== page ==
• Found in cores of many globular proteins

3. Tertiary
a. Overall 3-D shape assumed by each individual polypeptide chain
b. Determined by 4 major factors that involve interactions among R groups/side chains

• Hydrogen bonds between R groups of certain amino acids subunits (threonine and serine)
• Ionic bonds between an R group with a positive charge (basic - lysine) and an R group with a negative charge (acidic - aspartic acid)
• Hydrophobic interactions result from the tendency of nonpolar R groups (glycine and alanine) to be excluded by the surrounding water and therefore to associate in the interior of the globular structure
• Covalent bonds known as disulfide bonds or disulfide bridges may link the sulfur atoms of two cysteine subunits belonging to the same chain. H’s removed and S covalently linked.
c. Figure 3-21 Expanded structure of a tertiary structure involving an α-helix. Tertiary structure involving α-helixes and β-pleated sheets. Structures stabilized by above 4 interactions

4. Quaternary
a. Interactions among peptides - not all proteins are composed of one polypeptide. Many proteins are associations of different peptides, or subunits, to form the functional protein.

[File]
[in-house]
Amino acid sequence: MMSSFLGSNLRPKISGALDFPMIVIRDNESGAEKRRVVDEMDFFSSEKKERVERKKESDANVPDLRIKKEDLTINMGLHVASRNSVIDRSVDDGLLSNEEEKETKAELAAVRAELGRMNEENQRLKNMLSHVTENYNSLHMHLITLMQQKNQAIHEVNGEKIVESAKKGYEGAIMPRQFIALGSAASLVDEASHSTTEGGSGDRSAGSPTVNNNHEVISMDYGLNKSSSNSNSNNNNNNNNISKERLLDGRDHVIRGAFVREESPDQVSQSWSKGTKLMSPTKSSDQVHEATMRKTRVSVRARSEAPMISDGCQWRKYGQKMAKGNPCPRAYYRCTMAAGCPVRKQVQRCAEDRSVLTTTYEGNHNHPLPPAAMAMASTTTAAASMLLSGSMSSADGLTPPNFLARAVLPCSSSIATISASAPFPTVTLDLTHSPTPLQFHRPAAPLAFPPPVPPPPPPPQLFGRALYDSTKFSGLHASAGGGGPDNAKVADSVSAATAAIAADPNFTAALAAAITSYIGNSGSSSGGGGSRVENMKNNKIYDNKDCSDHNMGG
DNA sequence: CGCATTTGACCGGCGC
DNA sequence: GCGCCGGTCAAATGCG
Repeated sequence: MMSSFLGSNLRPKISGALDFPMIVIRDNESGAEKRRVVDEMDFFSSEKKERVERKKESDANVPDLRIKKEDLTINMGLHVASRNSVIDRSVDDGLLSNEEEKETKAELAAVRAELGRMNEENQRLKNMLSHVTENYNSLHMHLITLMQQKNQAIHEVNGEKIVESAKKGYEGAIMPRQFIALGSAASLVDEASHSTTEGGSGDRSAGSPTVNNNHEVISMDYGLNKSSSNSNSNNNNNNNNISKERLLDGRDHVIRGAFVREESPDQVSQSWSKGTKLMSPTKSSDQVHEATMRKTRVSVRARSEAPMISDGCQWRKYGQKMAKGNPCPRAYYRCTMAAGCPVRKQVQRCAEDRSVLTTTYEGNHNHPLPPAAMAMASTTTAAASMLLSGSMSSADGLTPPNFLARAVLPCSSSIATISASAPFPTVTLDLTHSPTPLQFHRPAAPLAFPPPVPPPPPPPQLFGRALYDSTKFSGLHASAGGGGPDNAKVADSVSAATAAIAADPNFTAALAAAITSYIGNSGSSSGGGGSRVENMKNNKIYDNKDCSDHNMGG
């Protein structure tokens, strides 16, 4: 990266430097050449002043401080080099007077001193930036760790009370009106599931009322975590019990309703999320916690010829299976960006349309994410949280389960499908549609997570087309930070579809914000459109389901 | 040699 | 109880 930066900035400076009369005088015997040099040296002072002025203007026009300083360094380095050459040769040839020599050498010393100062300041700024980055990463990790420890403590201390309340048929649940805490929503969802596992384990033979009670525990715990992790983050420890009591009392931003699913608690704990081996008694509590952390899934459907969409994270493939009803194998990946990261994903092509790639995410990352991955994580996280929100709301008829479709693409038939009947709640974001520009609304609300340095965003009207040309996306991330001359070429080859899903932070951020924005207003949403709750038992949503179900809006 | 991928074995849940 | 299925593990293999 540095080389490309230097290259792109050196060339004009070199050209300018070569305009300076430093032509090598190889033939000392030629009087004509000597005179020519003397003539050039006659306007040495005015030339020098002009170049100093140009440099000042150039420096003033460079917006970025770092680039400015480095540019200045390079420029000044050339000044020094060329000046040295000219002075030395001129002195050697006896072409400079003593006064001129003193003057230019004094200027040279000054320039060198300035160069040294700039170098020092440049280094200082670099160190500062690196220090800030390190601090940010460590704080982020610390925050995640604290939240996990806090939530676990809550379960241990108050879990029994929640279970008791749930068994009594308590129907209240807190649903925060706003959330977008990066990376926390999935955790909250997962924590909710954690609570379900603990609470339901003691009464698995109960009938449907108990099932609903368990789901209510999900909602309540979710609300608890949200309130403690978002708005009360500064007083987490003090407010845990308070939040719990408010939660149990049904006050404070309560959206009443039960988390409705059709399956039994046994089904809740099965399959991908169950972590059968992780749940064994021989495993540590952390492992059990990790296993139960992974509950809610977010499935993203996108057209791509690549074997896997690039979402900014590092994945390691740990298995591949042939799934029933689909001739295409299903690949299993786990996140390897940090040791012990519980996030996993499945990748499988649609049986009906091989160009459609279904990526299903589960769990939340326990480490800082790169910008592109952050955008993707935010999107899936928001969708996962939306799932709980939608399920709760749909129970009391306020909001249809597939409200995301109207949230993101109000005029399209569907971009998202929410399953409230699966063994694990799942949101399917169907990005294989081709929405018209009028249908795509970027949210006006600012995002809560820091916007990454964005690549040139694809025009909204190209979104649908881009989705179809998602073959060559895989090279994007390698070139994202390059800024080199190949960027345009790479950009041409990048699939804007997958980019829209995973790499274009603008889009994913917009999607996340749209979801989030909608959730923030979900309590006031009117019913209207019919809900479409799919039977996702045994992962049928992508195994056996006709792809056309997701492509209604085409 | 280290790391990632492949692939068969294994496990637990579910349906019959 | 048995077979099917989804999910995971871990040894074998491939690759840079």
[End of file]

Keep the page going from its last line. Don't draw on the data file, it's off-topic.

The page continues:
b. Quaternary structure is the resulting 3-D structure.
c. Same type of bonds as secondary & tertiary structures

• H-bonding
• Ionic bonding
• Hydrophobic interactions
• Disulfide bonds
d. Antibodies - four polypeptide chains joined by disulfide bonds
Disulfide bonds stabilize secreted proteins
e. Hemoglobin - four polypeptide chains - two of each
f. Collagen - three polypeptide chains arranged in α-helixes coiled around each other and bound by cross-links between their amino acids
5. Amino acid sequence determines its conformation
a. Experiments in 1996 with myoglobin - self folding within microseconds in vitro
b. in vivo (inside cell) different from outside cell (in vitro)
Molecular chaperones
• Mediate folding of some protein molecules - more orderly & efficient
• Prevent partially folded proteins from becoming inappropriately aggregated
• No data to suggest actually dictate the folding pattern
6. Structure determines function
a. Domains - distinct structural region
b. Proteins may have more than one domain, each with different function
Enzyme -
• domain for grabbing the chemical to be modified
• domain for attachment of energy source
• domain for attachment to membrane
c. Sickle cell anemia
• Mutation causes substitution of valine (nonpolar) for glutamic acid (positive charged) at position 6 of the beta chain of hemoglobin
• Makes hemoglobin less soluble in water, wants to form crystal with self
• Changes red blood cells from donut shape/filled Life Saver to sickle shape
d. Cystic fibrosis also the case of a single amino acid mutation - mucous more sticky, doesn’t flow as well
e. Denaturation
• High ph, high heat, or certain chemicals will cause an amino acid to denature or unfold
• Results in a more random structure
• Results from disruption of hydrogen and ionic bonds
• Lose of function